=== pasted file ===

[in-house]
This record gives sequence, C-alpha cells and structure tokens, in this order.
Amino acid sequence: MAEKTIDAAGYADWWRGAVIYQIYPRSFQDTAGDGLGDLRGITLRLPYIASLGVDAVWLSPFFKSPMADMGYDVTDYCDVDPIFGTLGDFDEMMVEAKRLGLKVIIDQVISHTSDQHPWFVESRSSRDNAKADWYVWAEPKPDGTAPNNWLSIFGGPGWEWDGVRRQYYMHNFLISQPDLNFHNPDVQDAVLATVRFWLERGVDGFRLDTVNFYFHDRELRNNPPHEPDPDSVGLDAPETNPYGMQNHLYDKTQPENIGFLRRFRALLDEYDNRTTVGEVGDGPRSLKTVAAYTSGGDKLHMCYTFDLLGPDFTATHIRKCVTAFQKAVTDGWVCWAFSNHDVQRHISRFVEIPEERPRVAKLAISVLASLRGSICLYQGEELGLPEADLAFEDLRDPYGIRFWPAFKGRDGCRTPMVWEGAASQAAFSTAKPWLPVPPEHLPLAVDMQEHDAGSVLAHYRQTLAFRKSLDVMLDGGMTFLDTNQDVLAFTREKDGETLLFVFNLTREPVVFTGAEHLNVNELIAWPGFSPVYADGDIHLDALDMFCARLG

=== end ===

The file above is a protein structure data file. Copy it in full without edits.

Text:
[in-house]
This record gives sequence, C-alpha cells and structure tokens, in this order.
Amino acid sequence: MAEKTIDAAGYADWWRGAVIYQIYPRSFQDTAGDGLGDLRGITLRLPYIASLGVDAVWLSPFFKSPMADMGYDVTDYCDVDPIFGTLGDFDEMMVEAKRLGLKVIIDQVISHTSDQHPWFVESRSSRDNAKADWYVWAEPKPDGTAPNNWLSIFGGPGWEWDGVRRQYYMHNFLISQPDLNFHNPDVQDAVLATVRFWLERGVDGFRLDTVNFYFHDRELRNNPPHEPDPDSVGLDAPETNPYGMQNHLYDKTQPENIGFLRRFRALLDEYDNRTTVGEVGDGPRSLKTVAAYTSGGDKLHMCYTFDLLGPDFTATHIRKCVTAFQKAVTDGWVCWAFSNHDVQRHISRFVEIPEERPRVAKLAISVLASLRGSICLYQGEELGLPEADLAFEDLRDPYGIRFWPAFKGRDGCRTPMVWEGAASQAAFSTAKPWLPVPPEHLPLAVDMQEHDAGSVLAHYRQTLAFRKSLDVMLDGGMTFLDTNQDVLAFTREKDGETLLFVFNLTREPVVFTGAEHLNVNELIAWPGFSPVYADGDIHLDALDMFCARLG